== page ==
Black Cube Announces 2020 Artist Fellows

Black Cube, a nomadic contemporary art museum, welcomes four new artists into its Artist Fellowship program. Black Cube’s 2020 Artist Fellows include Lenka Clayton and Phillip Andrew Lewis (Pittsburgh, PA), Onyedika Chuke (New York City, NY), and Anna Uddenberg (Berlin, Germany).

Launched in 2015, Black Cube’s Artist Fellowship and founding program has received more than 21 visual artists. The fellowship guides exceptional contemporary artists through the production of an ambitious, new, site-specific artwork in the public realm. Additionally, the fellowship supports artists holistically with individualized career support and a critical space to experiment. In 2020, the museum will unfold projects by current fellows Adam Milner (New York City, NY) and Alejandro Almanza Pereda (Guadalajara, MX), as well as complete Anuar Maauad’s project, which is sited at 100 locations throughout the Denver Metro Area. Furthermore, Black Cube is excited to welcome its 2020 Artist Fellows.

Lenka Clayton and Phillip Andrew Lewis are Black Cube’s first named Artist Fellows under the Sabrina Merage Foundation. Part of Black Cube’s Artist Fellowship program, the Sabrina Merage Foundation Artist Fellowship is a 2020 fellowship for a contemporary artist, duo, or collective working at the intersection of inclusivity and diversity. This fellowship was created to support artists interested in cultivating relationships between new audiences and contemporary art. The two artists will be working collaboratively for their fellowship to create a site-specific artwork that embodies universal perspectives. Based out of Pittsburgh, PA, Clayton and Andrew Lewis have established practices that focus on working outside of the “white cube.”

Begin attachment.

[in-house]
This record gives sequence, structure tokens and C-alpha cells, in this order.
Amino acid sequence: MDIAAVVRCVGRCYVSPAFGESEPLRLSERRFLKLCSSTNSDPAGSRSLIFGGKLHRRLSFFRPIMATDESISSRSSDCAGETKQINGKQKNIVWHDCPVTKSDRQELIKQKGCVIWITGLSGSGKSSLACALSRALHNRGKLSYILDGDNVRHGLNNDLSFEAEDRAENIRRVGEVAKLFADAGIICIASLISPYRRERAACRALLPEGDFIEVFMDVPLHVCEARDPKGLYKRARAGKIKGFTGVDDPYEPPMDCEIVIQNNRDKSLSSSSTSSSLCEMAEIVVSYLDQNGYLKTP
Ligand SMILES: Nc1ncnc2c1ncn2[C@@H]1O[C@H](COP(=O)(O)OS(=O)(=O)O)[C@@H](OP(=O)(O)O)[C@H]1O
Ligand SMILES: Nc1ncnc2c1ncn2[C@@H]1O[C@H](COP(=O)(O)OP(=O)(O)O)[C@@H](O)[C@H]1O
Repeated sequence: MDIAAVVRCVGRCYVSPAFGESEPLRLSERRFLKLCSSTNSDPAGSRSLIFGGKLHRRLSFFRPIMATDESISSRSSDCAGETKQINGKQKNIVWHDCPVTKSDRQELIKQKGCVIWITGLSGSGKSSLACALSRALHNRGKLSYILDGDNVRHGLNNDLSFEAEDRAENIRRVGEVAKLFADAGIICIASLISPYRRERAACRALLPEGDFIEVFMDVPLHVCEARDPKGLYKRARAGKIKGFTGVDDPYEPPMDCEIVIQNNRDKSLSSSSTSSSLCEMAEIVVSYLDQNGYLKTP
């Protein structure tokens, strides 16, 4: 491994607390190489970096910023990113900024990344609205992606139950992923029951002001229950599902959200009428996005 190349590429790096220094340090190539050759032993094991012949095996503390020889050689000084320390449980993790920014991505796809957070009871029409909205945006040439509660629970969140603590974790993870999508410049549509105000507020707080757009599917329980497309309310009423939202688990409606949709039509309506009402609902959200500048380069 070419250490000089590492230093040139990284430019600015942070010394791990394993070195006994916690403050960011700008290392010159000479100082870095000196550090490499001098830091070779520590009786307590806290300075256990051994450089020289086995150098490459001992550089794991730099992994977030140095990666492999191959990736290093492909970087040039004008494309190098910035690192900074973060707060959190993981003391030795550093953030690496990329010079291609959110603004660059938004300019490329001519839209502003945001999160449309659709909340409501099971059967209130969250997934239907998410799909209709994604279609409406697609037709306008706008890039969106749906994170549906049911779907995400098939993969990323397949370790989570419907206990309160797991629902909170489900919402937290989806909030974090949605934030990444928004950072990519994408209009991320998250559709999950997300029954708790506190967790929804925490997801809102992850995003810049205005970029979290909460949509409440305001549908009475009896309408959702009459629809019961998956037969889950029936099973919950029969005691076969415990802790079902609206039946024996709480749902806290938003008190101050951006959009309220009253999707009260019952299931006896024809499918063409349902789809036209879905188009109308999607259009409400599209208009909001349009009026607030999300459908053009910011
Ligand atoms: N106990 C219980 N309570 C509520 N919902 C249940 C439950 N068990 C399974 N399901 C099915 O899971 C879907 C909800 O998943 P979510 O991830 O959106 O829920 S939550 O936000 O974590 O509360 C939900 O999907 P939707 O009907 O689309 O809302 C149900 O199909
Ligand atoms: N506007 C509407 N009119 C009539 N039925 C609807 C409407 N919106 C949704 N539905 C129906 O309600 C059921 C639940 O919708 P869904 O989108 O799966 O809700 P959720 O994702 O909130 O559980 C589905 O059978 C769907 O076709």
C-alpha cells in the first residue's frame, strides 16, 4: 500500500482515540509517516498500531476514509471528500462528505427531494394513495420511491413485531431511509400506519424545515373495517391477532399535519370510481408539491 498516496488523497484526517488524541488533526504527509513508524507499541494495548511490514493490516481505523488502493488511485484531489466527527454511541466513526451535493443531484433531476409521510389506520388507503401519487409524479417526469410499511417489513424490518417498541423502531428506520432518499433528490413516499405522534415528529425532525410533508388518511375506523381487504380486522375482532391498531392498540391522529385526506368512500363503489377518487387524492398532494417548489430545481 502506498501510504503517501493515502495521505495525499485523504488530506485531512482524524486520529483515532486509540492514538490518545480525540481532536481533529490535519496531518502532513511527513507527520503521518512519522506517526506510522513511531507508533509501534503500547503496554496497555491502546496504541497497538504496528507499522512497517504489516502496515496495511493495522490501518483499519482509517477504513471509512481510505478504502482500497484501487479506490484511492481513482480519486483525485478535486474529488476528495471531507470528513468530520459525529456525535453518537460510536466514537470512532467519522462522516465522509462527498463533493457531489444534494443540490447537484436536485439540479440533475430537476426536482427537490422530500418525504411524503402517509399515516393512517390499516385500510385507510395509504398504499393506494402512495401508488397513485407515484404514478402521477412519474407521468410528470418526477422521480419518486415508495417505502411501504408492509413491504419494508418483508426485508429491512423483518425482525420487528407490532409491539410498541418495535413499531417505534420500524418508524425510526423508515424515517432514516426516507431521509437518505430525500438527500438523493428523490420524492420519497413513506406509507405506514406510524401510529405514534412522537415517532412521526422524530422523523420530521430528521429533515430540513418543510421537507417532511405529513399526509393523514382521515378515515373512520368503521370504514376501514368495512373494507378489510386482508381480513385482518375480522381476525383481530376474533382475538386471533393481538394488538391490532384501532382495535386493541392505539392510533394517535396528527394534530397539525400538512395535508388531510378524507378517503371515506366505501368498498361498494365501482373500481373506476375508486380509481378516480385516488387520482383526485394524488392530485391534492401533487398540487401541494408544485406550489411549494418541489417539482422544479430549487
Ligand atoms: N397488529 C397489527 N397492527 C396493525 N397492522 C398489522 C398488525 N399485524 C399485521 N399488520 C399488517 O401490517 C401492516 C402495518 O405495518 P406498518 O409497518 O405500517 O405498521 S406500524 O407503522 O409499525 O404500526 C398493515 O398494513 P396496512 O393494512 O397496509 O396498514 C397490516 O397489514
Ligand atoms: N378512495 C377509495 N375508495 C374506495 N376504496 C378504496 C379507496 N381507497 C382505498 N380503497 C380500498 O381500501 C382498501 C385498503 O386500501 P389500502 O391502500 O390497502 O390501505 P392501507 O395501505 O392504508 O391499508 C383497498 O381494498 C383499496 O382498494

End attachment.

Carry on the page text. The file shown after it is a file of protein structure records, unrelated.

With a practice that focuses on sculpture and text, New York City-based Nigerian artist Onyedika Chuke imagines his most recent work as a sculptural archive called The Forever Museum Archive, which he began in Libya in 2011. Berlin-based Swedish artist Anna Uddenberg’s work investigates how body culture, spirituality, and self-staging are intertwined with the mediation and production of subjectivity by new technologies and forms of circulation.

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